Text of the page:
Official Synopsis from Goodreads: Generations of readers young and old, male and female, have fallen in love with the March sisters of Louisa May Alcott’s most popular and enduring novel, Little Women. Here are talented tomboy and author-to-be Jo, tragically frail Beth, beautiful Meg, and romantic, spoiled Amy, united in their devotion to each other and their struggles to survive in New England during the Civil War.
It is no secret that Alcott based Little Women on her own early life. While her father, the freethinking reformer and abolitionist Bronson Alcott, hobnobbed with such eminent male authors as Emerson, Thoreau, and Hawthorne, Louisa supported herself and her sisters with “woman’s work,” including sewing, doing laundry, and acting as a domestic servant. But she soon discovered she could make more money writing. Little Women brought her lasting fame and fortune, and far from being the “girl’s book” her publisher requested, it explores such timeless themes as love and death, war and peace, the conflict between personal ambition and family responsibilities, and the clash of cultures between Europe and America.
Setting: Civil War Era Massachusetts
My Copy Came From: I was gifted the paperback version.
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Review: A lovely, inspirational read! Little Women by Louisa May Alcott is a much beloved classic tale of four sisters. I read this book a long time ago, and I’ve watched various adaptations multiple times over the years, so much of the plot of this read was familiar. It’s a simple plot, basically it follows the lives of the sisters as they grow up and find sorrow and love, and I think the plot translates well to a modern day audience. While sometimes feeling a bit preachy, the girls struggle with poverty and contentment. I found their struggles with being content to be relatable, and this is once again another classic that has important lessons that we modern readers can learn from.
“Christmas won’t be Christmas without any presents,” grumbled Jo, lying on the rug.
“It’s so dreadful to be poor!” sighed Meg, looking down at her old dress.
“I don’t think it’s fair for some girls to have plenty of pretty things, and other girls nothing at all,” added little Amy, with an injured sniff.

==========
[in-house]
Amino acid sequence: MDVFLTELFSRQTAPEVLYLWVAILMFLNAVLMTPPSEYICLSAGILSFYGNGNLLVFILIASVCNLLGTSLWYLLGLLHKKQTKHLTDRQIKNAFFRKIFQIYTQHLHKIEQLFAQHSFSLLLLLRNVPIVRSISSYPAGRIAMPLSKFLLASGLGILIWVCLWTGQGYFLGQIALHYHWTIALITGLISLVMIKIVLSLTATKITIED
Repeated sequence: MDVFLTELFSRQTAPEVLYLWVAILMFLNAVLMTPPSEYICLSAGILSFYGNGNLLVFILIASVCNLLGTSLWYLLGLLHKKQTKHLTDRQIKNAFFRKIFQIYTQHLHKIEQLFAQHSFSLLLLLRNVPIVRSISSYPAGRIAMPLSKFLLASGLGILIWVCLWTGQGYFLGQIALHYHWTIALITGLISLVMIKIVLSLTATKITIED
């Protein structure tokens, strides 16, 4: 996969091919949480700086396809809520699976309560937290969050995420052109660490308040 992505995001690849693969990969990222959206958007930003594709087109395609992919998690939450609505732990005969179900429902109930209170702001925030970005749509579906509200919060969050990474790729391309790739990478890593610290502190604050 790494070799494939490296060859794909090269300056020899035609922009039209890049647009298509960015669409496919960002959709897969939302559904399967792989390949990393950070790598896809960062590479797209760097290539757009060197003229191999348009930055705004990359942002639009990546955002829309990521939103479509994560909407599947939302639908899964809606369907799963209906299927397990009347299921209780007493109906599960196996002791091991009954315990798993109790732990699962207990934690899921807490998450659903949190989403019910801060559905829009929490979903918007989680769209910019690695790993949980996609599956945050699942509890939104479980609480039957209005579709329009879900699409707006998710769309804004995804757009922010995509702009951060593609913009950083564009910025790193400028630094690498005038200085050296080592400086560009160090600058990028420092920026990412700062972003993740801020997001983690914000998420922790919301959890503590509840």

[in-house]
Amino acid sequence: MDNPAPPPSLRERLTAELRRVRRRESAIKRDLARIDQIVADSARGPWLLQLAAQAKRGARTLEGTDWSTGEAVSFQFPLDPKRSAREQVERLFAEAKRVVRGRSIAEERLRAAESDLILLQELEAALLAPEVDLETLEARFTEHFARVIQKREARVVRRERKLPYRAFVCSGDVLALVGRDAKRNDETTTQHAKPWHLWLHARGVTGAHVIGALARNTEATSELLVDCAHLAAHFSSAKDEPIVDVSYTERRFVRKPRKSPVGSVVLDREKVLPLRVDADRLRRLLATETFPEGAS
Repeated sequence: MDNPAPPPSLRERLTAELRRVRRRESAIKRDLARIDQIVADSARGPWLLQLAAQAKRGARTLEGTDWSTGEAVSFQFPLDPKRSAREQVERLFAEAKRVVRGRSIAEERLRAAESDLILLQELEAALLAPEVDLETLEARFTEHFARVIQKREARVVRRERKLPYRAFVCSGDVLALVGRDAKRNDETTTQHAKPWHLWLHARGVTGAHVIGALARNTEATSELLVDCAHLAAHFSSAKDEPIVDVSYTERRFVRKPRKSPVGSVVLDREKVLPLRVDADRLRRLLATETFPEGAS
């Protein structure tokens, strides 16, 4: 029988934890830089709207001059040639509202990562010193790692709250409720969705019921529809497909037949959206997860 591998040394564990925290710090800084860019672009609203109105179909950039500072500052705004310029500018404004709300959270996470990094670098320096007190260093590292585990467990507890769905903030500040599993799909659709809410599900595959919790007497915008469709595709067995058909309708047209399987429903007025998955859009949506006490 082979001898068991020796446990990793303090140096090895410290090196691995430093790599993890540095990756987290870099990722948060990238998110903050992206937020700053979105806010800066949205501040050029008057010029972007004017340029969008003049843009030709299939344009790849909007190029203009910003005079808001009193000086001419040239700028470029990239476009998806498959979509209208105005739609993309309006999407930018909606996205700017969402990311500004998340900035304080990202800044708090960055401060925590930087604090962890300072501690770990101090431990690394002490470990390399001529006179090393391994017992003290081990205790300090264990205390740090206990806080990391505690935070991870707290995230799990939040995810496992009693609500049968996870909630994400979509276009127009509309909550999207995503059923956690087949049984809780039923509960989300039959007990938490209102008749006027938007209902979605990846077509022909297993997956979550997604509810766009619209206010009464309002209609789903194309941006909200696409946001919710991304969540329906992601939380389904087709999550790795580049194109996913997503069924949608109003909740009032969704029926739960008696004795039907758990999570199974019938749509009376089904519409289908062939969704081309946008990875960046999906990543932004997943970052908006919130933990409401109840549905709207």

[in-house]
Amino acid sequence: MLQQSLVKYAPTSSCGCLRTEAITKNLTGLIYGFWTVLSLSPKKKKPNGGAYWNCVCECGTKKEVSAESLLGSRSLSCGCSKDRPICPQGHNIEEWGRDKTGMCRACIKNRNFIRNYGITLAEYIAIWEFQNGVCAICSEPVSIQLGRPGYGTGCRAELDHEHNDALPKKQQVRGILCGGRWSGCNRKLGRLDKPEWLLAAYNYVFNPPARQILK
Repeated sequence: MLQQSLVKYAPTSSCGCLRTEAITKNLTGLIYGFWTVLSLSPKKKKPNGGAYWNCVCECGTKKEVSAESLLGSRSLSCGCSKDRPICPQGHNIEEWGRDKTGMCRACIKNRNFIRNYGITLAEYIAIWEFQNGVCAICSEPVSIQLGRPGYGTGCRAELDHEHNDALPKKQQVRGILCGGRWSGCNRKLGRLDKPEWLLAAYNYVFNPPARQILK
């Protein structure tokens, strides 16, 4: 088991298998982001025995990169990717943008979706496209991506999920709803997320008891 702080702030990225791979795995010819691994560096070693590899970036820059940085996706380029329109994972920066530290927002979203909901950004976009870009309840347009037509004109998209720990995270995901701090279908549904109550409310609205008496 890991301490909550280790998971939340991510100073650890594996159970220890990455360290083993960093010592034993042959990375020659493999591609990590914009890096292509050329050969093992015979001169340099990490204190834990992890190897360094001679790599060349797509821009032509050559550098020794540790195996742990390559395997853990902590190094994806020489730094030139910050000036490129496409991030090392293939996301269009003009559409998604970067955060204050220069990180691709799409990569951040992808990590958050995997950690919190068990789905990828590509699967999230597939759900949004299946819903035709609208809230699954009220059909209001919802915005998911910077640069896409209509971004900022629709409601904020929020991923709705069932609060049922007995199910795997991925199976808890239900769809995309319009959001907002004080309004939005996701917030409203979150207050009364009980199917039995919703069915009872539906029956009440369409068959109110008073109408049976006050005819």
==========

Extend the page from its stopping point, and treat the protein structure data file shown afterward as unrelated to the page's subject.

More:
“We’ve got Father and Mother and each other,” said Beth contentedly from her corner.
What many of the adaptations miss that the book really highlights, is that this isn’t just Jo’s story. We read of Meg falling in love and marrying, but in the book her story continues. In many adaptations, she’s just “happily married” and that’s the end of anything exciting for Meg. Another character that gets looked over many times is Amy. Now, my mom actually named me after the character of Amy, and so I’m always interested in how she is portrayed, and it is normally as spoiled and unlikable. But in the book, she grows and learns, and she isn’t as annoying on the page as she is usually portrayed on the screen. I enjoyed reading about her trip to Europe, and how her relationship with Laurie deepens and grows.
But the heart of this book is really Jo, as she grows up and finds herself with her writing and finds love. Without spoilers, I must say that absolutely Jo made the right romantic decisions here! I can see why she’s such a popular character and role model, but I did enjoy all of the sisters very much.
“I don’t understand it. What can there be in a simple little story like that to make people praise it so?” she said, quite bewildered.
“There is truth in it, Jo, that’s the secret; humor and pathos make it alive, and you have found your style at last. You wrote with no thought of fame or money, and put your heart into it, my daughter; you have had the bitter, now comes the sweet. Do your best, and grow as happy as we are in your success.”
One character that I didn’t actually care for was Laurie. He comes across much better on the screen than he does on the page, and I found him quite frustrating and moody, and he annoyed me for most of the book.
I loved all of the scenes that I had forgotten about, from Amy getting her foot stuck in plaster, to Meg having a breakdown while attempting to make jelly, and Jo deciding that Beth loves Laurie. Also entertaining was Amy’s party where only one person shows up and her attempt to sell her art at a local fair.
“I want my daughters to be beautiful, accomplished, and good; to be admired, loved, and respected; to have a happy youth, to be well and wisely married, and to lead useful, pleasant lives, with as little care and sorrow to try them as God sees fit to send. To be loved and chosen by a good man is the best and sweetest thing which can happen to a woman, and I sincerely hope my girls may know this beautiful experience. It is natural to think of it, Meg, right to hope and wait for it, and wise to prepare for it, so that when the happy time comes, you may feel ready for the duties and worthy of the joy. My dear girls, I am ambitious for you, but not to have you make a dash in the world—marry rich men merely because they are rich, or have splendid houses, which are not homes because love is wanting. Money is a needful and precious thing—and, when well used, a noble thing—but I never want you to think it is the first or only prize to strive for. I’d rather see you poor men’s wives, if you were happy, beloved, contented, than queens on thrones, without self-respect and peace.”
There’s so much to this book, and it shouldn’t be dismissed as an old, unrelatable classic. There’s war and death, love and sadness, humor and escapades, romance and friendship, and on and on. Little Women is as enjoyable as ever and I hope to soon read Little Men and Jo’s Boys.
Bottom Line: A charming, delightful read.